Liver Fibrosis

What Causes Liver Fibrosis?

Fibrosis occurs when excessive scar tissue builds up faster than it can be broken down and removed from the liver. Chronic infection with hepatitis C or hepatitis B virus (HCV or HBV), heavy alcohol consumption, toxins, trauma or other factors can all lead to liver fibrosis. Only in rare instances is liver fibrosis the primary problem; more often, it is secondary to some other liver disease such as cirrhosis.

Normally, the body’s response to injury is the formation of scar tissue. In the case of fibrosis, the healing process goes haywire. When hepatocytes (functional liver cells) are injured due to a virus, alcohol, toxins, trauma or other factors, the immune system goes to work to repair the damage. During the fibrosis process, the injured hepatocytes cause substances to be released into the liver causing the buildup of the scar tissue. “Disease Progression: What is Fibrosis? Retrieved March 28, 2011 “Non-Invasive Ways to Assess Liver Disease: Studies Test Alternatives to Liver Biopsy” Retrieved March 28, 2011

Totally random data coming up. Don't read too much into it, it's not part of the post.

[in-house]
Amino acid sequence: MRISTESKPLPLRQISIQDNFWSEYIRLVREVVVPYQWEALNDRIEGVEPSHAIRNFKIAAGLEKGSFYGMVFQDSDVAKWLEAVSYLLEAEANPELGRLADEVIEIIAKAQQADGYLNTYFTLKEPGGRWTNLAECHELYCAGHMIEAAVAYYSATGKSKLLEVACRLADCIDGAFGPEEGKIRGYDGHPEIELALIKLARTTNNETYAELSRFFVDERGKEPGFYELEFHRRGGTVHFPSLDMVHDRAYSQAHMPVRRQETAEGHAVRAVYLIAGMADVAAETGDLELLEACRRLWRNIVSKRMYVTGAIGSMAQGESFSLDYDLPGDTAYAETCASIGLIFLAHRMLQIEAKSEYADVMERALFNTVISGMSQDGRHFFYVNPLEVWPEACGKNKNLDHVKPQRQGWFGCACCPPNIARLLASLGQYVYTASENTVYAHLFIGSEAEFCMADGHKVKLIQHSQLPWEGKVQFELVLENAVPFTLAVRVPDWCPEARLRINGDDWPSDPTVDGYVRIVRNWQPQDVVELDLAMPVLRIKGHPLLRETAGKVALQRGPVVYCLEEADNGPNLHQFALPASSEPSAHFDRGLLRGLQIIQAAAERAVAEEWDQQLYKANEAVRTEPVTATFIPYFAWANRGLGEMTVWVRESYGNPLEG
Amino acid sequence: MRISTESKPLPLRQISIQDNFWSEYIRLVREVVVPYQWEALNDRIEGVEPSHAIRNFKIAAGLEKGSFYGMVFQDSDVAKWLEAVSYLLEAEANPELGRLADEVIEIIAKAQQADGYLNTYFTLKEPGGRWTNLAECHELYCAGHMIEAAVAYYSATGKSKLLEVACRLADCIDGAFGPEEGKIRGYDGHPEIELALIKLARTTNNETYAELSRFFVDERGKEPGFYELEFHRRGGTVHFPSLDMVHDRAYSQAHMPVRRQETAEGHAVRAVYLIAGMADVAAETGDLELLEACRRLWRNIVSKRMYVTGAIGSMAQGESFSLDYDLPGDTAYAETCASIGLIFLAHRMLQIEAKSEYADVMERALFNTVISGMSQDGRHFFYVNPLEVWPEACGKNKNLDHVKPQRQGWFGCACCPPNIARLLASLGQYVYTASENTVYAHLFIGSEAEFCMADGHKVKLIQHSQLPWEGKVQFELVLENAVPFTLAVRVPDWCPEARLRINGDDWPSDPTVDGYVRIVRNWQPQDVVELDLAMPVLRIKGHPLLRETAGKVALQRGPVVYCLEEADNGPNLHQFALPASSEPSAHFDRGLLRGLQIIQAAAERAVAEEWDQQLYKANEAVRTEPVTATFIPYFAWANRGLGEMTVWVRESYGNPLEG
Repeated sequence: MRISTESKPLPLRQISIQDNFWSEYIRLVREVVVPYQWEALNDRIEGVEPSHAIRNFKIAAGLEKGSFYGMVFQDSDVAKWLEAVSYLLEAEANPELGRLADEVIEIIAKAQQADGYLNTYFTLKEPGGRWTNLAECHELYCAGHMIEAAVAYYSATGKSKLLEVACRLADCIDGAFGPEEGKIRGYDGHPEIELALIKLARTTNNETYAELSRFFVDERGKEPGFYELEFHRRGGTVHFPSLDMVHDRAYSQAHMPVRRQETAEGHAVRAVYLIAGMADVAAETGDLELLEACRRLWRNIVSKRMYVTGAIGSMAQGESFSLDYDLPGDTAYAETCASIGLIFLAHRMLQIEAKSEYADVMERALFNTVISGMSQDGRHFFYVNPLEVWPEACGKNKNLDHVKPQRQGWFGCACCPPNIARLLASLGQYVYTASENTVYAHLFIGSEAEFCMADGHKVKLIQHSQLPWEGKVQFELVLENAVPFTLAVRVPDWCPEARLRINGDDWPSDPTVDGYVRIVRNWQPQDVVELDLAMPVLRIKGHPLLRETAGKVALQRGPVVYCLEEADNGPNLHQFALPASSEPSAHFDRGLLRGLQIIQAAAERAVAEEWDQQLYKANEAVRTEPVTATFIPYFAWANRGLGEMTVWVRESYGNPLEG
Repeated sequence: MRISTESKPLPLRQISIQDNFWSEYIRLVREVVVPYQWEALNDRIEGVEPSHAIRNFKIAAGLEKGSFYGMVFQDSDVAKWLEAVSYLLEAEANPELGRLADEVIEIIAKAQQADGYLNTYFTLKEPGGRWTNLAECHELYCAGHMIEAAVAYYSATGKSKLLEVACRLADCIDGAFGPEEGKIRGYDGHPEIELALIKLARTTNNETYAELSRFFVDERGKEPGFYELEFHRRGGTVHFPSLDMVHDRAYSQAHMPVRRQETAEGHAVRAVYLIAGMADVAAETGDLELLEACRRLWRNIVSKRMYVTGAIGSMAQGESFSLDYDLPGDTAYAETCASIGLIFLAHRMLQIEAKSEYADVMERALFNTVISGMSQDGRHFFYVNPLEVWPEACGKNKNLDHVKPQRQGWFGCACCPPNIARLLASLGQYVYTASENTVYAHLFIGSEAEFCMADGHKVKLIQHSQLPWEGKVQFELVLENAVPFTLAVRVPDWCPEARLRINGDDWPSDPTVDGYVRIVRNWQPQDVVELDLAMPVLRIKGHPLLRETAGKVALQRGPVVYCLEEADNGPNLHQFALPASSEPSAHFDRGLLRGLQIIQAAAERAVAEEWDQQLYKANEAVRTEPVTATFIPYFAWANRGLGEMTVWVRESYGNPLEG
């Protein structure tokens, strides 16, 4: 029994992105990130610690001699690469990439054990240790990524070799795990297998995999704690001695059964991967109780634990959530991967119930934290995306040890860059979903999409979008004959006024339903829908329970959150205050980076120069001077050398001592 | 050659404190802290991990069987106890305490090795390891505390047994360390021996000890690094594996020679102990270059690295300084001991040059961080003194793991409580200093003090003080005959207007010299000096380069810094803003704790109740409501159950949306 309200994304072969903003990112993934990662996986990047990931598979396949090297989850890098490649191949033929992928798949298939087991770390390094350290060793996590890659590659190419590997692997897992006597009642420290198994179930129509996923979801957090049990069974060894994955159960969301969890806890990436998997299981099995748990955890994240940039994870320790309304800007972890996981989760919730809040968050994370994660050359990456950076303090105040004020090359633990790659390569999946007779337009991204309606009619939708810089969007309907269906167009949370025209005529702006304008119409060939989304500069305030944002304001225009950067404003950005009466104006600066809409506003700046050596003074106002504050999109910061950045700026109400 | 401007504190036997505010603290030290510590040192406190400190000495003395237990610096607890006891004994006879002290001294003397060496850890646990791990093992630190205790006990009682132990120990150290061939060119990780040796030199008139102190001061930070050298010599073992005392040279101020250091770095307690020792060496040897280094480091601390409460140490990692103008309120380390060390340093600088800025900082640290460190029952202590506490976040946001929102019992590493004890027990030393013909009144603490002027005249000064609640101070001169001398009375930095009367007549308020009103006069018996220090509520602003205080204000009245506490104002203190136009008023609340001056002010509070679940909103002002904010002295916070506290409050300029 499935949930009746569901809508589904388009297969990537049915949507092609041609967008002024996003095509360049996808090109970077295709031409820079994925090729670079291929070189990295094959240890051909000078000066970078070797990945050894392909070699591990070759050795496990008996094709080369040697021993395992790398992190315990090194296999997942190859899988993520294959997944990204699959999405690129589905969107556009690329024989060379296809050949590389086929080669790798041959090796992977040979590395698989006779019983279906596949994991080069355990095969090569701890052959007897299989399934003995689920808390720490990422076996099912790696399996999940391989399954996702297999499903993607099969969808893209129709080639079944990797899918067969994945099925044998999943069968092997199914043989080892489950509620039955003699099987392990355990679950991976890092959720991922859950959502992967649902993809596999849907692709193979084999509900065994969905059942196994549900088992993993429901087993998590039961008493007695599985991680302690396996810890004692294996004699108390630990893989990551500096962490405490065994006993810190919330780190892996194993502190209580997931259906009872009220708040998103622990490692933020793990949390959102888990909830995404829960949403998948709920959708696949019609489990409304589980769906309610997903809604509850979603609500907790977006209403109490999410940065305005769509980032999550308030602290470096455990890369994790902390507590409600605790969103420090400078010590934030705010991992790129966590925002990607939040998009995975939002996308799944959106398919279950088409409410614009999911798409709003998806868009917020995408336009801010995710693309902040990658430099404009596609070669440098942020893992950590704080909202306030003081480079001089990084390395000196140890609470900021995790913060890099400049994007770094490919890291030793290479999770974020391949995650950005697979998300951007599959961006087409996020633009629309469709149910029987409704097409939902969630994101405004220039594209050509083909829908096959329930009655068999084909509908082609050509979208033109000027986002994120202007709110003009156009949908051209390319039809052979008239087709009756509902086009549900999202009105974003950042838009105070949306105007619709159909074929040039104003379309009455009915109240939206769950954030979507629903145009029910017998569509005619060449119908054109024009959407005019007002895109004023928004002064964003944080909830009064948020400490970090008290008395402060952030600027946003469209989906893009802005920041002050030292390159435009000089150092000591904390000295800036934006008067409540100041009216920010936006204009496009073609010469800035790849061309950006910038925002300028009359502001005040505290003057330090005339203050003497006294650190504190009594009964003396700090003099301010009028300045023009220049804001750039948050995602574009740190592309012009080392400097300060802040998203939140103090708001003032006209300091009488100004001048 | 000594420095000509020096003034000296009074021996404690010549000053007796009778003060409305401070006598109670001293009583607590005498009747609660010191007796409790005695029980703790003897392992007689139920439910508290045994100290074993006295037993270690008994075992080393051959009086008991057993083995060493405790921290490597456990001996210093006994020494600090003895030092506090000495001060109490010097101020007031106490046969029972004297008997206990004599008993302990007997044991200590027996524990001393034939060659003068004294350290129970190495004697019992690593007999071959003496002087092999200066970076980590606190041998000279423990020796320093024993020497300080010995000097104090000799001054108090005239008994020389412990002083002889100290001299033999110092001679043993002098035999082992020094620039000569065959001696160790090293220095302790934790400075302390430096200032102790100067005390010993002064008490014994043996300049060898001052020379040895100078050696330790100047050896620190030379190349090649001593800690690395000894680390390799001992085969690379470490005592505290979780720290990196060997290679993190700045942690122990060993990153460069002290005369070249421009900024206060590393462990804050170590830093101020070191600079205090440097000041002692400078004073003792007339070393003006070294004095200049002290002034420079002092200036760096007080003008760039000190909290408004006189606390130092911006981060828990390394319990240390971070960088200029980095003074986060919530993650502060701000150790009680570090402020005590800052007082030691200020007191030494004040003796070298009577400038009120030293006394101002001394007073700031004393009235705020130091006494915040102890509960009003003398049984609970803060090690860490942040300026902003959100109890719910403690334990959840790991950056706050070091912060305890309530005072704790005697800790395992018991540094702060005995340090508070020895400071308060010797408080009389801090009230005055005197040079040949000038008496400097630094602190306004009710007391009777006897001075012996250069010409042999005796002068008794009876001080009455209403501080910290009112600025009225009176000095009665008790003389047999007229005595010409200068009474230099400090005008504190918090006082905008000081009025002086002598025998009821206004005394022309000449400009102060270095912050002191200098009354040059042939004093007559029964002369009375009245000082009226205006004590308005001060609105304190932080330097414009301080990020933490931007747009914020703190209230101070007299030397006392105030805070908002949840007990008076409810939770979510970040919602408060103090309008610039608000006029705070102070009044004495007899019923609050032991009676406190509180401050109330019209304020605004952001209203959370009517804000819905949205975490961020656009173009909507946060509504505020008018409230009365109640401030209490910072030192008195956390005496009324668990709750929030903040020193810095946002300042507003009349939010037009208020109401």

Home Health Guide “Liver Fibrosis” Retrieved March 28, 2011

Mayo Clinic “Mayo Clinic Innovation Aids in Diagnosing Hepatic Fibrosis” Retrieved March 28, 2011

National Digestive Diseases Information Clearinghouse NDDIC “Chronic Hepatitis C: Current Disease Management – Liver Biopsy” Retrieved March 28, 2011 “Liver Fibrosis” Retrieved March 28, 2011